Over the past 28 months, four-plus million private sector jobs have been created. Where we have lost jobs has been mainly in the public sector. In this country, we strive to find the balance between fiscal responsibility and the need to reduce unemployment, but we are headed in the right direction.

What would you say to those who think you should enter the political arena?

I am fortunate to be able to call the President a close friend and it has been an honor to serve as an outside advisor, but I like that I get to come home to my family at night.

You have advocated for the creation of a national infrastructure bank. What is your vision for it?

I’ve been pushing this idea of a national infrastructure bank for many years and the President is a big supporter of it. Early on, I wrote an op-ed with Laura Tyson and I also testified to the U.S. Senate Committee on Banking, Housing and Urban Affairs on why investing in infrastructure creates jobs and would grow the economy. In a time where we need to grow our country, it’s the fastest multiplier of GDP: for every dollar spent, it multiplies GDP by 1.6 times; for every billion spent, it creates 25,000-plus jobs.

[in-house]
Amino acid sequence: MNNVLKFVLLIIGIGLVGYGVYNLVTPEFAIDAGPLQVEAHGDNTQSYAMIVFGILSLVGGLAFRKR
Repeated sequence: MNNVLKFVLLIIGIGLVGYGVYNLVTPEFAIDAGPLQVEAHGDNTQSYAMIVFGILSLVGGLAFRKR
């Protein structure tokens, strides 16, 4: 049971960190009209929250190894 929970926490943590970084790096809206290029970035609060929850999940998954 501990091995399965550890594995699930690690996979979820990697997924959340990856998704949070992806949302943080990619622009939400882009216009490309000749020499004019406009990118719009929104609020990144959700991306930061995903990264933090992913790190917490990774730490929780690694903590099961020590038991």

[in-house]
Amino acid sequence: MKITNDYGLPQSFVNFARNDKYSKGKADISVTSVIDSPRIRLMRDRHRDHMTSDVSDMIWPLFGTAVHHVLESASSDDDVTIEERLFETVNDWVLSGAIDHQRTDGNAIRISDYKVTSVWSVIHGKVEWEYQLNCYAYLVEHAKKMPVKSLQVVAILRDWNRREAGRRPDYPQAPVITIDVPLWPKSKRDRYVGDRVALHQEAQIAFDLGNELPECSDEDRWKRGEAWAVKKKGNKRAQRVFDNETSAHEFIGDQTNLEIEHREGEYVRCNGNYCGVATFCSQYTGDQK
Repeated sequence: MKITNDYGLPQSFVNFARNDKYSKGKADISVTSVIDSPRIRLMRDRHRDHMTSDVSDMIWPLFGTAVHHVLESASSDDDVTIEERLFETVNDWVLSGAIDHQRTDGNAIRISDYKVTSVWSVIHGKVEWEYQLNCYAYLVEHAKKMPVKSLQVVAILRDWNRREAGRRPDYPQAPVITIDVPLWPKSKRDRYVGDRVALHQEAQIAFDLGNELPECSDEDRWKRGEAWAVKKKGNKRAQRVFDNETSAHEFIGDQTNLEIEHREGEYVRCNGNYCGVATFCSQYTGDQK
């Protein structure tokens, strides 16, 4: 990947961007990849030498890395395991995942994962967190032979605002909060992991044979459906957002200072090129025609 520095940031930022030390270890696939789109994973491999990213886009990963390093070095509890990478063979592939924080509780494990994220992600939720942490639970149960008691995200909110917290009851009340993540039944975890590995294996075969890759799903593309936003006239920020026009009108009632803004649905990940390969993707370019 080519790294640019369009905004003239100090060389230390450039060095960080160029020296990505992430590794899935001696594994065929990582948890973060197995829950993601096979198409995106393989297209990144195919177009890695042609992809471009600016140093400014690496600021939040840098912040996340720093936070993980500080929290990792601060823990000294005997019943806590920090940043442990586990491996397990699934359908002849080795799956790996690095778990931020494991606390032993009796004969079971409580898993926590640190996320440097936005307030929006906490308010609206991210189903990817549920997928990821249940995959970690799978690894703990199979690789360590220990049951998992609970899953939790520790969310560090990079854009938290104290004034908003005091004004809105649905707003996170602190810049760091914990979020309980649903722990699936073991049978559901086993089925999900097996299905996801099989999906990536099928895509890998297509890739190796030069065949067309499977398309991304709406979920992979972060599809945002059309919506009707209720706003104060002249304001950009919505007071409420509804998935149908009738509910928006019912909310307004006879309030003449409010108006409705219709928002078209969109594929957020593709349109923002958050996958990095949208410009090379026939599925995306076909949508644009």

Some unfortunately think of a national infrastructure bank like the next Fannie and Freddie – it’s nothing like that. It’s a public/private partnership, more like project finance where loans would be deployed at a project level, placing the burden for funding on sources other than the federal taxpayer.

An infrastructure bank that is merit-based and can execute big national projects is important. Not only would it be good for the economy, but it is needed in our country where the infrastructure is given a D rating by engineers. I’m not only talking about bridges, tunnels, and ports; we need a national electric grid, next generation air traffic control, rights-of-ways going through rural areas; and, we absolutely should have a “dig once” process so when new roads are being built, we put the pipes in place to house fiber-optic cables instead of having to keep digging them up.

Finally, infrastructure investment is a bipartisan issue. Mayor Bloomberg, Governor Rendell, and former Governor Schwarzenegger notably created a coalition to encourage direct federal funding for infrastructure investment. It’s a no-brainer.•